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Sarita Fellows

Selkie

December 7, 2018

“Why did I marry such an idiot?!” exclaims Deanna about her goofy husband Keaton. Not only is he an inept drug dealer but he has also kidnapped a seal who is presently in human form and her vengeful relatives are now on the warpath. These are the outlandish plot points of playwright Krista Knight's charming "Selkie" where mirth merges with darkness. [more]

Mud

October 18, 2017

While the acting is compelling, the threesome does not reveal many layers to their characters; they establish a persona and stick to it, without divulging any further information. As Mae, Nicole Villamil is both stoical and passive, a rather flat reading of this ambitious though down-trodden young woman. Julian Elijah Martinez’s Lloyd definitely comes from the lower depths with his vulgar language, his self-pity and his inability to help himself. However, there is little variety in his performance and we have no idea what his relationship with Mae has been up to this time. He does get noticeable stronger after he begins taking the pills the clinic has prescribed. Unaccountably dressed in a sport jacket and a tie in Sarita Fellows’ costume design, Nelson Avidon’s Henry is the biggest enigma of the three. At first reticent and later lascivious, he tells us little about his attraction to Mae - or where he comes from. [more]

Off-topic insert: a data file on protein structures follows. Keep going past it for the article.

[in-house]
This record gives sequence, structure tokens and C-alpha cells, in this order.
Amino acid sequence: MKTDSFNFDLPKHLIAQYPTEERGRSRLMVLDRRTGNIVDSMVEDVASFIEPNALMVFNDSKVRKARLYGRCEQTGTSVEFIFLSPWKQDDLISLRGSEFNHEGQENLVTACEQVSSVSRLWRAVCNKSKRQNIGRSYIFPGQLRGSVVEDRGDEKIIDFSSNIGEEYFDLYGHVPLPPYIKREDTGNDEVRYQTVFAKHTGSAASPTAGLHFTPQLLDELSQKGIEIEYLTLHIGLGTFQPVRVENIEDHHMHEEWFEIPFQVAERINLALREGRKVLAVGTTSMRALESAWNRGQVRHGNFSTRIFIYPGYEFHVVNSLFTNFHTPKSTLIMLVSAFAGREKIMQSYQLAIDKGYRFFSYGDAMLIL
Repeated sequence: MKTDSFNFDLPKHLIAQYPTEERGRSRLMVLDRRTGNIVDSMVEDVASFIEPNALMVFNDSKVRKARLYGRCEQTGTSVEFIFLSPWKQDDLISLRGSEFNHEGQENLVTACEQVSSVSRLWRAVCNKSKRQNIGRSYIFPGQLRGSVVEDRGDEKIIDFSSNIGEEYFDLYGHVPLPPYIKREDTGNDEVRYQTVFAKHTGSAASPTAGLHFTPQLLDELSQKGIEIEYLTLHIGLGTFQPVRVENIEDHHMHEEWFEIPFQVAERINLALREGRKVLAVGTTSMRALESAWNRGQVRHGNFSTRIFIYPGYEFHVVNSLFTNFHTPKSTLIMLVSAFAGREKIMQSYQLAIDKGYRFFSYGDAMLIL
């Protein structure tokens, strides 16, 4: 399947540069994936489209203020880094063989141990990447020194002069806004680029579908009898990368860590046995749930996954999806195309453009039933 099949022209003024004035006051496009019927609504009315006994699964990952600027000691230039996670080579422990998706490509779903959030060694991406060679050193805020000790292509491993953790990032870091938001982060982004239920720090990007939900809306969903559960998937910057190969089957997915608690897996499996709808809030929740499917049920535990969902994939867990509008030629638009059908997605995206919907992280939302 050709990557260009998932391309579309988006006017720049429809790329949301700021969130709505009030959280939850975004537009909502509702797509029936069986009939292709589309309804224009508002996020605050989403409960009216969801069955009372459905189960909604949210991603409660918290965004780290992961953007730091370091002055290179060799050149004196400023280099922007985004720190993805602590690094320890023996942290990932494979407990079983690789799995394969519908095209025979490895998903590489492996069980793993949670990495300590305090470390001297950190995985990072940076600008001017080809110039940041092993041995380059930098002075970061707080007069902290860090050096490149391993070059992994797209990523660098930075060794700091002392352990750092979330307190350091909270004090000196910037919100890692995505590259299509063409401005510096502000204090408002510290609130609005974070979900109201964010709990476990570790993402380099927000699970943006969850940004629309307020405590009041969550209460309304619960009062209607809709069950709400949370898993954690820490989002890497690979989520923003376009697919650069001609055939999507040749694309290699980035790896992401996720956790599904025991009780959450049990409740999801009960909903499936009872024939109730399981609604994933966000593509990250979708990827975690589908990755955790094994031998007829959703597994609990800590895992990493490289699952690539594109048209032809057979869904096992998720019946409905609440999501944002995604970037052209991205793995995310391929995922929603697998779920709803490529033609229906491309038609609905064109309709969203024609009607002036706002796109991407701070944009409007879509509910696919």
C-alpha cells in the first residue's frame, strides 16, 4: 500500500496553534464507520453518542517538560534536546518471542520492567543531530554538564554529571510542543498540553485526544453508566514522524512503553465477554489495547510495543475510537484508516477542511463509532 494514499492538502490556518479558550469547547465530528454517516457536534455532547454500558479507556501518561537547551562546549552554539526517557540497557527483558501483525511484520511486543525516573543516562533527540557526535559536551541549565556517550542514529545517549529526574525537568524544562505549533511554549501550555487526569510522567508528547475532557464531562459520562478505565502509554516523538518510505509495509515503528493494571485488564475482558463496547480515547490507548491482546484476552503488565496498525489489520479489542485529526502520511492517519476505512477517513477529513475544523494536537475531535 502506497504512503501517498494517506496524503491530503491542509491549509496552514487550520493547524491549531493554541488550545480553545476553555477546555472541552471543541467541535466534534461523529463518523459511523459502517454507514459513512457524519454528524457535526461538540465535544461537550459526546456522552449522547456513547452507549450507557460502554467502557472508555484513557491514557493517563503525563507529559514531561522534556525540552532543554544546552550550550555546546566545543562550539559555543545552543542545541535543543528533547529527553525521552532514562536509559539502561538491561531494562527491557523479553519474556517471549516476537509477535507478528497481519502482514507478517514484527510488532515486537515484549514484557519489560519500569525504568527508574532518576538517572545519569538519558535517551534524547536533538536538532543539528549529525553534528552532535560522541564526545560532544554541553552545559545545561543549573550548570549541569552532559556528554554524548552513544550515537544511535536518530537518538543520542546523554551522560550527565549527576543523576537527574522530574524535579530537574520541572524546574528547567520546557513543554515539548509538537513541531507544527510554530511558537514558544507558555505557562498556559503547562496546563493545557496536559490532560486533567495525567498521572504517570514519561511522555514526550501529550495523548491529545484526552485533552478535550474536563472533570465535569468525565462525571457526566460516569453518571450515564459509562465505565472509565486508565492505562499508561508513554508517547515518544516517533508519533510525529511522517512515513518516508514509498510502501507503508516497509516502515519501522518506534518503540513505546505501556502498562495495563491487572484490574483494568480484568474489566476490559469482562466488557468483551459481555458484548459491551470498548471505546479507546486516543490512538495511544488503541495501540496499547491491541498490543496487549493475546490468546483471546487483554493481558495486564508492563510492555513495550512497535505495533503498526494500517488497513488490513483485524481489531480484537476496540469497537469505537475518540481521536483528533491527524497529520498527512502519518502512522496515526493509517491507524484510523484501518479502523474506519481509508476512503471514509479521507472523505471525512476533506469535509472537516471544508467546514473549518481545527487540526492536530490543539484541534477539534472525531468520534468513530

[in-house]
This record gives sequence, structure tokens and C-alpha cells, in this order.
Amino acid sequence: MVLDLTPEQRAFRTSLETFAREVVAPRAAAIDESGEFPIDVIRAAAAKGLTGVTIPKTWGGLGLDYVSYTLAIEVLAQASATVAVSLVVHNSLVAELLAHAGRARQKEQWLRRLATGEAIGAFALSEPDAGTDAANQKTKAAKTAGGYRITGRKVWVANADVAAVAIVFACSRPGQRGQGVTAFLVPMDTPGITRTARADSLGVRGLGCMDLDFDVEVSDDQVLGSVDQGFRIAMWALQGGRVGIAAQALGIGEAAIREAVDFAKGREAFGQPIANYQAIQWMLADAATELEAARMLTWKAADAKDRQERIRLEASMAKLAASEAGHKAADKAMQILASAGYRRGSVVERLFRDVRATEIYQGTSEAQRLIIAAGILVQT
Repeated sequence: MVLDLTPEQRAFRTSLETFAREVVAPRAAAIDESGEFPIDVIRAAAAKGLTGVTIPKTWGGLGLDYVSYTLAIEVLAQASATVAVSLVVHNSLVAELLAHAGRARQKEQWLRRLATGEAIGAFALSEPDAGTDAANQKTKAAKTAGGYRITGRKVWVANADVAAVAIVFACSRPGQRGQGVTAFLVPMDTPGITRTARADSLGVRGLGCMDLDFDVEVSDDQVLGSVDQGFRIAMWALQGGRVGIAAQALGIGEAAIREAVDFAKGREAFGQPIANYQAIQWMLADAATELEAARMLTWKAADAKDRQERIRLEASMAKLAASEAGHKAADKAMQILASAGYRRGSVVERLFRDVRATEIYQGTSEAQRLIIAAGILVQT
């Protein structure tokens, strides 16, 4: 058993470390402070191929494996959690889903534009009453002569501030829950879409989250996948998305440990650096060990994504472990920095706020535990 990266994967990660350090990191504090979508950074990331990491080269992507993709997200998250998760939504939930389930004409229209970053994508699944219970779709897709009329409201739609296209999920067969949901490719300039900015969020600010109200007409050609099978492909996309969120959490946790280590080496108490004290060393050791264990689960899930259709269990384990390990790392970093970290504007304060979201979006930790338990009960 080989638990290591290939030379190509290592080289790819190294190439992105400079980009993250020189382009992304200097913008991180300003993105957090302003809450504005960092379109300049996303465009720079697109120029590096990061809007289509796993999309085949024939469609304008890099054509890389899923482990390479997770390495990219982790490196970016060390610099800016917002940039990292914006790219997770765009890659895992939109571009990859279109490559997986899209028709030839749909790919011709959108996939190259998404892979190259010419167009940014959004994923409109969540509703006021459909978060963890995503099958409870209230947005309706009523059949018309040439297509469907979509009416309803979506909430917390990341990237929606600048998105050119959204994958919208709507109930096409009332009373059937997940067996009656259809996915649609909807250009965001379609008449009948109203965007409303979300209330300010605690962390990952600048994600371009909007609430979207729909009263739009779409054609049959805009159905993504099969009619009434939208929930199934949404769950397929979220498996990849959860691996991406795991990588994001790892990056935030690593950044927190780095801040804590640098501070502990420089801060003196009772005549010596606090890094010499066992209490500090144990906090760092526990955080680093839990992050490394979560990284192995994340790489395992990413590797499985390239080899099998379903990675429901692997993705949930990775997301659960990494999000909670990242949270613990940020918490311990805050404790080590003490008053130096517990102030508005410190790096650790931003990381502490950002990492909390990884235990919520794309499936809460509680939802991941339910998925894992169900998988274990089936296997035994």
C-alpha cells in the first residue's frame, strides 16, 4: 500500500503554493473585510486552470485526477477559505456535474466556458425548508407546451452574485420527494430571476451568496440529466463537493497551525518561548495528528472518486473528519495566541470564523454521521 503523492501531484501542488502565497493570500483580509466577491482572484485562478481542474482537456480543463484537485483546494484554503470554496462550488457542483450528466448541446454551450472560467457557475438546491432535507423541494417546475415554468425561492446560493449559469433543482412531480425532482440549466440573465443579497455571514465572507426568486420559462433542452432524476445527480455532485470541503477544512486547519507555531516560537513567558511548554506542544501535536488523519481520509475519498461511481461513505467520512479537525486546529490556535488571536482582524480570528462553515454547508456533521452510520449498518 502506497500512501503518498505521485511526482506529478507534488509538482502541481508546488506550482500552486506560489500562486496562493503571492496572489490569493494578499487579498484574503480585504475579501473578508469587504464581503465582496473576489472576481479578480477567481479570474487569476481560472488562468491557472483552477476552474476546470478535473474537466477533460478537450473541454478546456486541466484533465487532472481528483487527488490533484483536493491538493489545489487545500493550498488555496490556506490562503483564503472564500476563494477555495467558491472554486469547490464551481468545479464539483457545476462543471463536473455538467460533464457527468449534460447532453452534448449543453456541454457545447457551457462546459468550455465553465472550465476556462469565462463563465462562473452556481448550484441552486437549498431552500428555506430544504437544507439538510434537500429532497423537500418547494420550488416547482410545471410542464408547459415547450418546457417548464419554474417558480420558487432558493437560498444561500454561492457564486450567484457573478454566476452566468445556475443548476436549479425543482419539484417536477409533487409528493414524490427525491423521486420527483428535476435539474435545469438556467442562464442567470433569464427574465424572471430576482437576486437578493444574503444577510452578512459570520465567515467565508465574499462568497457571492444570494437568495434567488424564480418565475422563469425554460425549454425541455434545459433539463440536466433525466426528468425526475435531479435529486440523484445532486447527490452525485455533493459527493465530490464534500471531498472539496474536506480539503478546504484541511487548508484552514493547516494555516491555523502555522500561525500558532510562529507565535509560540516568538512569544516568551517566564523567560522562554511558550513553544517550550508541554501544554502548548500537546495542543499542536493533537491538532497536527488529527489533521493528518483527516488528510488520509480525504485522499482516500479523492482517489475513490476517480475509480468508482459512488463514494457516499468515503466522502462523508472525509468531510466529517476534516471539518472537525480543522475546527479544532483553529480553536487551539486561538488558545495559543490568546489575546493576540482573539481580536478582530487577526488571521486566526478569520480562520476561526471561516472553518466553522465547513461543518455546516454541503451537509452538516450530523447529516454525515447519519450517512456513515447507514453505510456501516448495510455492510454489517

DELIRIOUS Dances: To Begin the World Over Again

July 9, 2016

Edisa Weeks’ DELIRIOUS Dances company presented "To Begin the World Over Again," an ultimately hopeful, informal look at American values filtered through the words of Thomas Paine, the Revolutionary War era philosopher and rebel-rouser—sort of an informal, easy-to-get-into Hamilton. [more]

The Block

June 9, 2016

An all-around tour-de-force, Dan Hoyle’s "The Block" is a stark portrayal of the times at hand in the Bronx. Though things have changed somewhat since the dangerous days of the 1960’s, the borough is still going through a major shift which has yet to be completed. Filled with interesting, thoughtful and sympathetic characters, this is a play that offers a harsh glimpse of some people’s realities, and that in itself inspires very real self-reflection. Complemented by excellent direction and seamless production design, the characters of "The Block" leave one with the sense that though the struggle seems--at times--absolutely insurmountable, every day is a new opportunity to escape the past as long as one holds onto that most sacred trait: hope. [more]